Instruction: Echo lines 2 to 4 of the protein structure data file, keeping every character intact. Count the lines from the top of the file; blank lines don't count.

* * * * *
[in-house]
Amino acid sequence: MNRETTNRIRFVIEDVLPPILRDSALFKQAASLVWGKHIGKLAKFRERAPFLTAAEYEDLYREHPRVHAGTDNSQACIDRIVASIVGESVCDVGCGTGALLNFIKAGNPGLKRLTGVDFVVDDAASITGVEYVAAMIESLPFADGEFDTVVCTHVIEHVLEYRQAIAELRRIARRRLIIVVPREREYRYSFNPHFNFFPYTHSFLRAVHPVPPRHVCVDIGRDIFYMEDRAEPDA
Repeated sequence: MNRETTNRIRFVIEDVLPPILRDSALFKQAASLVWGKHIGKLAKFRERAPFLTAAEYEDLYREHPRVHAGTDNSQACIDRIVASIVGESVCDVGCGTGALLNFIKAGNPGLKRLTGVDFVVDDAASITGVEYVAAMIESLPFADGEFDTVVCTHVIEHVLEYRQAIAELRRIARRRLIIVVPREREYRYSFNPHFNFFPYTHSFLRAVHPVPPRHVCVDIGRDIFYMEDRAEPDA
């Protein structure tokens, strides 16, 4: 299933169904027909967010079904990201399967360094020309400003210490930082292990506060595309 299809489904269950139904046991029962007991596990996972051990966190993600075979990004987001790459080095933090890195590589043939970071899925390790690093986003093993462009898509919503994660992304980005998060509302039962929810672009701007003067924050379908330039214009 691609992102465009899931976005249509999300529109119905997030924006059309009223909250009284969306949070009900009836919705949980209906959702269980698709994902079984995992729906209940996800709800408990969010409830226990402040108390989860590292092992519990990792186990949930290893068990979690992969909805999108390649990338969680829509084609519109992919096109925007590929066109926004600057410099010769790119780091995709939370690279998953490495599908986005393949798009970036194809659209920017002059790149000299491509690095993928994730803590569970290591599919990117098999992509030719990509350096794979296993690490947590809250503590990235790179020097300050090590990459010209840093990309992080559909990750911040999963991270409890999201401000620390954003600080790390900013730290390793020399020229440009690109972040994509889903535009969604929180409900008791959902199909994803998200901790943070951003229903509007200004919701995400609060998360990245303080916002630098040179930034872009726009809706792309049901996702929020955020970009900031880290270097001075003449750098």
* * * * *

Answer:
Amino acid sequence: MNRETTNRIRFVIEDVLPPILRDSALFKQAASLVWGKHIGKLAKFRERAPFLTAAEYEDLYREHPRVHAGTDNSQACIDRIVASIVGESVCDVGCGTGALLNFIKAGNPGLKRLTGVDFVVDDAASITGVEYVAAMIESLPFADGEFDTVVCTHVIEHVLEYRQAIAELRRIARRRLIIVVPREREYRYSFNPHFNFFPYTHSFLRAVHPVPPRHVCVDIGRDIFYMEDRAEPDA
Repeated sequence: MNRETTNRIRFVIEDVLPPILRDSALFKQAASLVWGKHIGKLAKFRERAPFLTAAEYEDLYREHPRVHAGTDNSQACIDRIVASIVGESVCDVGCGTGALLNFIKAGNPGLKRLTGVDFVVDDAASITGVEYVAAMIESLPFADGEFDTVVCTHVIEHVLEYRQAIAELRRIARRRLIIVVPREREYRYSFNPHFNFFPYTHSFLRAVHPVPPRHVCVDIGRDIFYMEDRAEPDA
């Protein structure tokens, strides 16, 4: 299933169904027909967010079904990201399967360094020309400003210490930082292990506060595309 299809489904269950139904046991029962007991596990996972051990966190993600075979990004987001790459080095933090890195590589043939970071899925390790690093986003093993462009898509919503994660992304980005998060509302039962929810672009701007003067924050379908330039214009 691609992102465009899931976005249509999300529109119905997030924006059309009223909250009284969306949070009900009836919705949980209906959702269980698709994902079984995992729906209940996800709800408990969010409830226990402040108390989860590292092992519990990792186990949930290893068990979690992969909805999108390649990338969680829509084609519109992919096109925007590929066109926004600057410099010769790119780091995709939370690279998953490495599908986005393949798009970036194809659209920017002059790149000299491509690095993928994730803590569970290591599919990117098999992509030719990509350096794979296993690490947590809250503590990235790179020097300050090590990459010209840093990309992080559909990750911040999963991270409890999201401000620390954003600080790390900013730290390793020399020229440009690109972040994509889903535009969604929180409900008791959902199909994803998200901790943070951003229903509007200004919701995400609060998360990245303080916002630098040179930034872009726009809706792309049901996702929020955020970009900031880290270097001075003449750098």